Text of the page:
30 May 2022

Three ways HR can support the workforce through change

Periods of change and uncertainty can impact the workforce in many ways, but HR can start to support employees by listening to them

Author

Maryam Munir

Maryam Munir

Maryam Munir worked as a content marketing writer at Ciphr from 2019 to 2021.

Tags

Employee engagement Future of Work Leadership and management

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Periods of change and uncertainty can impact the workforce in many ways, but HR can start to support employees by listening to them

From the Covid-19 pandemic to the rise of flexible working schedules, organisations globally are experiencing many periods of change. With some employees being made redundant or on furlough as a result of the pandemic, the remaining workforce has had to take on new roles and responsibilities where needed. For employees, this means having to adjust to change, which isn’t always embraced.

A study from the American Psychological Association (APA) found that organisational changes such as restructuring can lead to employees who are overly stressed, have less trust in their employers, and have a greater desire to find new jobs. This increased stress can also impact employees’ mental health, which, during the pandemic, has increased.

By talking openly to co-workers about how they feel, and embracing new skills through learning and development, employees can attempt to deal positively with change, but HR can also support employees during periods of change and uncertainty.

To build a motivated and engaged workforce, HR teams first need to address the impact that change, and uncertainty is having on the workforce.

Here are Ciphr’s top three ways HR can support employees during times of change.

1. Listen to employees

By setting up one-to-one meetings and encouraging employees to talk to you, and you listening to them, you can better understand how they truly feel and help them as a result.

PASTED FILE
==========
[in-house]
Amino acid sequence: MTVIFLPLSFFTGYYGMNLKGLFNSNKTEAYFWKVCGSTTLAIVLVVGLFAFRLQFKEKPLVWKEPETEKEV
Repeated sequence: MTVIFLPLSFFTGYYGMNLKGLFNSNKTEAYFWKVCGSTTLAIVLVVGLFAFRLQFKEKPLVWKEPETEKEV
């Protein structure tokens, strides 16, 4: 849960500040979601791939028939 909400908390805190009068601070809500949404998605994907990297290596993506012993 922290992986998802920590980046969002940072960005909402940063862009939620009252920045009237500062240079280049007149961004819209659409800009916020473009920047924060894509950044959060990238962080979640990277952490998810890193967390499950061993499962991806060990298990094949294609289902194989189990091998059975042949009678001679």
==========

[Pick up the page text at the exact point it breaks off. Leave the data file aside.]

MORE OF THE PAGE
Employees may be experiencing low mental health or workplace burnout, which is increasing due to changes in the workplace. If so, you should create safe spaces for employees to have open conversations with your HR team. With HR software like Ciphr HR, HR teams can ask employees how they feel everyday through a sentiment analysis feature. This allows employees to rate and report their mood, and HR can identify employees who may be struggling or feeling low.

If employees don’t want to talk to the HR team, you should also let them know that employee assistance programmes (ERP) are in place and can help them with their problems.

2. Upskill the workforce

When workers are not confident in their skills, they feel more stressed, less productive, and their mental health suffers. Research has found that 46% of employees would leave their employer if they don’t see a commitment to upskilling.

However, during times of change, HR should make sure that upskilling employees is a top priority.

By working closely with L&D teams, HR can identify the skills that employees need to build – as a result of taking on new workloads, responsibilities, or job role – and provide them with the learning content they need to upskill themselves.

Investing in a learning management system (LMS) can also help HR and L&D teams work closely together to ensure employees can seamlessly develop their skills via online learning.

After gaining such skills, employees may feel more confident and secure in their job role, and more productive as a result.

3. Recognise and value their hard work

Employees want to be recognised for their hard work. By simply recognising the ways that employees have stepped up during periods of change and have had to adapt, you can show employees that you value them.

Telling employees that they’ve done a good job recently and acknowledging the hard times for the workplace can show employees that they aren’t alone, and that the HR team is aware of the difficulties that come with change. By using employee engagement tools like Totem, you can celebrate employees’ efforts by awarding ‘kudos’ points.

Unhappy workplaces lead to increased sickness absence, reduced productivity, and higher staff turnover, however, a valued workforce can turn this around – happier employees are more likely to feel motivated to get through the hard times for the organisation.